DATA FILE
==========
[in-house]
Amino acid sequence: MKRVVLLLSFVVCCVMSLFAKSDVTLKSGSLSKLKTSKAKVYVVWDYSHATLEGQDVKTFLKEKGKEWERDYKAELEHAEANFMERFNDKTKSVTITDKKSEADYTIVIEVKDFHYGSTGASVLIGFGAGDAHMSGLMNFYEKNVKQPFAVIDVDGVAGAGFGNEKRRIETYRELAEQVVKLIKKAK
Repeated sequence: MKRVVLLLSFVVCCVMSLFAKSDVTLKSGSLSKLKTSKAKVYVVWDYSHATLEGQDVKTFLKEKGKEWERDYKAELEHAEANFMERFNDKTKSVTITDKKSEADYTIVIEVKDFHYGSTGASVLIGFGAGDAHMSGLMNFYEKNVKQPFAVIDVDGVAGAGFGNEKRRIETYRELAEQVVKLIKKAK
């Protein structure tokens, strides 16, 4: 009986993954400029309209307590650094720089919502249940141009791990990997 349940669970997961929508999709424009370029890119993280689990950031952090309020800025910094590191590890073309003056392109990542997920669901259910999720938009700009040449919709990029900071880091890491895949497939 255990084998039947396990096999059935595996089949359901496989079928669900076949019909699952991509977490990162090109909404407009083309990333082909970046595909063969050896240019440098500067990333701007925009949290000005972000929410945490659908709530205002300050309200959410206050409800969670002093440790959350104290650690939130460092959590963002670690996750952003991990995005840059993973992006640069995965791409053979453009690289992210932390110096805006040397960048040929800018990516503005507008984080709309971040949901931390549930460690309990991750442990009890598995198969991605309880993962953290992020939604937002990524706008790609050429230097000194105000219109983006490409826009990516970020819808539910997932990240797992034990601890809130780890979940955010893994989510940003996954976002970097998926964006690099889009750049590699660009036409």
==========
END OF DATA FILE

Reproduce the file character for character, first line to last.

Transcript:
[in-house]
Amino acid sequence: MKRVVLLLSFVVCCVMSLFAKSDVTLKSGSLSKLKTSKAKVYVVWDYSHATLEGQDVKTFLKEKGKEWERDYKAELEHAEANFMERFNDKTKSVTITDKKSEADYTIVIEVKDFHYGSTGASVLIGFGAGDAHMSGLMNFYEKNVKQPFAVIDVDGVAGAGFGNEKRRIETYRELAEQVVKLIKKAK
Repeated sequence: MKRVVLLLSFVVCCVMSLFAKSDVTLKSGSLSKLKTSKAKVYVVWDYSHATLEGQDVKTFLKEKGKEWERDYKAELEHAEANFMERFNDKTKSVTITDKKSEADYTIVIEVKDFHYGSTGASVLIGFGAGDAHMSGLMNFYEKNVKQPFAVIDVDGVAGAGFGNEKRRIETYRELAEQVVKLIKKAK
């Protein structure tokens, strides 16, 4: 009986993954400029309209307590650094720089919502249940141009791990990997 349940669970997961929508999709424009370029890119993280689990950031952090309020800025910094590191590890073309003056392109990542997920669901259910999720938009700009040449919709990029900071880091890491895949497939 255990084998039947396990096999059935595996089949359901496989079928669900076949019909699952991509977490990162090109909404407009083309990333082909970046595909063969050896240019440098500067990333701007925009949290000005972000929410945490659908709530205002300050309200959410206050409800969670002093440790959350104290650690939130460092959590963002670690996750952003991990995005840059993973992006640069995965791409053979453009690289992210932390110096805006040397960048040929800018990516503005507008984080709309971040949901931390549930460690309990991750442990009890598995198969991605309880993962953290992020939604937002990524706008790609050429230097000194105000219109983006490409826009990516970020819808539910997932990240797992034990601890809130780890979940955010893994989510940003996954976002970097998926964006690099889009750049590699660009036409």